University of Wisconsin–Madison

Kelly O’Ferrell

Kelly O'Ferrell, Hasler Lab CoordinatorCenter for Limnology
Hasler Lab Coordinator
oferrell@wisc.edu
608-262-3014 (phone)
608-265-2340 (fax)

As the Center Administrator, I provide administrative support to the Director, faculty, staff and students at the Center for Limnology (CFL).

Please feel free to contact me if you have any questions about the CFL website or need help knowing who would be best to contact at the CFL for your questions/concerns. 

I’m often asked about my accent – I was born and raised in Greensboro, NC.  For the last 20+ years, I have lived away from NC – TN, AZ, KY, CA and now WI.  Fortunately, a southern accent is not something one can leave behind.

While in CA, I received an Associates Degree from Bergin University of Canine Studies http://www.berginu.edu/ and learned to train dogs to be Service Dogs and people with physical disabilities to care for them and use their skills (retrieving, turning lights on/off, picking up dropped items, tugging zippers, opening doors, pulling laundry baskets – and so much more).  From CA, I returned to NC for a short while (for lots of fishing from the lake behind our house, off the Long Beach Pier or in the sound for trout with daddy) before coming to WI to work as Program Director at the Wisconsin Academy for Graduate Service Dogs (WAGS) http://www.wags.net/.  After leaving WAGS, I volunteered for Occupaws http://occupaws.org/, our local Guide Dog organization.  A classmate from ADI is the caregiver for Ricochet, the Surfice Dog http://www.surfdogricochet.com/.  These are all wonderful organizations and I hope you will take a moment to enjoy their websites.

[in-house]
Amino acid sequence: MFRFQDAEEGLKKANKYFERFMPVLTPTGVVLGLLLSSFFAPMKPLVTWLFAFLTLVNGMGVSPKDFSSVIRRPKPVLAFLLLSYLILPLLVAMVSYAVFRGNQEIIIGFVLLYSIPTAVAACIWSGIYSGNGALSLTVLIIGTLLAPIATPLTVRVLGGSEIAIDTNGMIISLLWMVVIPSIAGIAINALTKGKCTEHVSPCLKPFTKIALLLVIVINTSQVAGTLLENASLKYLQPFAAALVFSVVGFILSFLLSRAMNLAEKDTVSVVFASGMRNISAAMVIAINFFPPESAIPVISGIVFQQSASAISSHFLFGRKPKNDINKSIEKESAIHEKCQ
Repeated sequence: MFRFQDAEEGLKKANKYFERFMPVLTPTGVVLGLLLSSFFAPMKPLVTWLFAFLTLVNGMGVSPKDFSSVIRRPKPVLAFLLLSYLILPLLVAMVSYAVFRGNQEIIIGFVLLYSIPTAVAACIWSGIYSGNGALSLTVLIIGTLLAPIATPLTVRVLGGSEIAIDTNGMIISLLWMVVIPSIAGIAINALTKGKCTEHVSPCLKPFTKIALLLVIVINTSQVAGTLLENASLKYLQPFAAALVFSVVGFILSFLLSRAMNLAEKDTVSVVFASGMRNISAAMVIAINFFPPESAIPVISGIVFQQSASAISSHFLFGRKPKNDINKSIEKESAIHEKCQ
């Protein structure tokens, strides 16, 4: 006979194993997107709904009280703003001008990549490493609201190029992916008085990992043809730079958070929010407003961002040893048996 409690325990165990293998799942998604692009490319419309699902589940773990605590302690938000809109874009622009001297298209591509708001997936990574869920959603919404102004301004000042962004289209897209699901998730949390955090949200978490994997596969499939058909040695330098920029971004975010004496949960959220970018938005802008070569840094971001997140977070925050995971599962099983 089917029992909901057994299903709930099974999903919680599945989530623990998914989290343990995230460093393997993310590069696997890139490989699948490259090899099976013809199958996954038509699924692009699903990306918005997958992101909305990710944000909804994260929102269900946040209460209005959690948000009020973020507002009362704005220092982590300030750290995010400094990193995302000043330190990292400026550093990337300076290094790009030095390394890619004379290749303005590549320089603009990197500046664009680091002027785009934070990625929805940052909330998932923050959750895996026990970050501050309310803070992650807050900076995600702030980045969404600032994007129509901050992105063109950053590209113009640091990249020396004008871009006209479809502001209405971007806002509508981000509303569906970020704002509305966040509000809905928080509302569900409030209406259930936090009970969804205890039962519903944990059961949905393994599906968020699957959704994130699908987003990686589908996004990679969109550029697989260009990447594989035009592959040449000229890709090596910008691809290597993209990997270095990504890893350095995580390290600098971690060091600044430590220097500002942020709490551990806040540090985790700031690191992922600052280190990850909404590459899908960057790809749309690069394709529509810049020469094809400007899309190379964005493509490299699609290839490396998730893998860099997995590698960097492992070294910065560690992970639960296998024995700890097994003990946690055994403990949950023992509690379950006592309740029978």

I started with UW-Madison in Housing Human Resources in 2008 and joined the Limnology staff in March 2014; learning about our lakes, rivers and streams. I enjoy letting my friends and family know about the amazing research that I get to be a part of by working here.

I grew up with the lake behind the house that my grandfather and his brother, Jesse, built, catching brim (called blue gill in WI), shell cracker and large and small mouth bass. I even caught a nice size catfish one Mother’s Day afternoon.  Yes, I’m holding it with a paper towel.

Daddy put Israel carp (that’s what he called them) in the lake around 1999 and never thought about them again until sometime in 2010 one of them showed up and was about 3 feet long.  Daddy saw his fin sticking out of the water and thought it was a tree branch.  Now THAT was exciting!

We’ve also done our own version of electro fishing – when someone would shoot at a water moccasin in the water and the fish would JUMP out of the water.

I’ve fished many wonderful days with my father at the beach (Long Beach, NC) from the pier, from his little boat in the inland waterway, setting out a net at the point before sunrise or casting a net to catch our bait – shrimp.  He taught me how to tie spot rigs (one of the many fish we caught) so I’d be ready to restring when the line broke.  And, we ate LOTS of great, meaty trout that we’d caught, cleaned and filleted.  Here’s my partner, Kathy Casper with a “puffer” fish.  Daddy scratched its stomach and it puffed right up for her.  Made us all smile.

I was telling my Aunt Carol (pictured to the right), daddy’s sister, about the “fish sticks” I read about on the website.  Little did we know that daddy was doing researched lake maintenance so many years ago when he’d toss out a cedar in the lake.  My father passed away in 2011 so I have my Aunt left to talk with about all the Limnology information I hear and read about from the website, blog, CFL in the News and more.

Mama and my sister, Kim, as you can see from the picture to the left and below, aren’t big fans of fishing – but they both love to eat them!  One thing we all like to do, fortunately, is READ.  Even on the pier, we’d have books within reach.

 

Other members of my family have been fishing fans – like Thomas T.  He was a big ‘ol outdoors cat that loved fishing with daddy from the boat or from shore. Now Thomas T, he’d start at the head and crunch his way to the tail.  Daddy and Carol – they liked to start with the fried crunchy fish tail.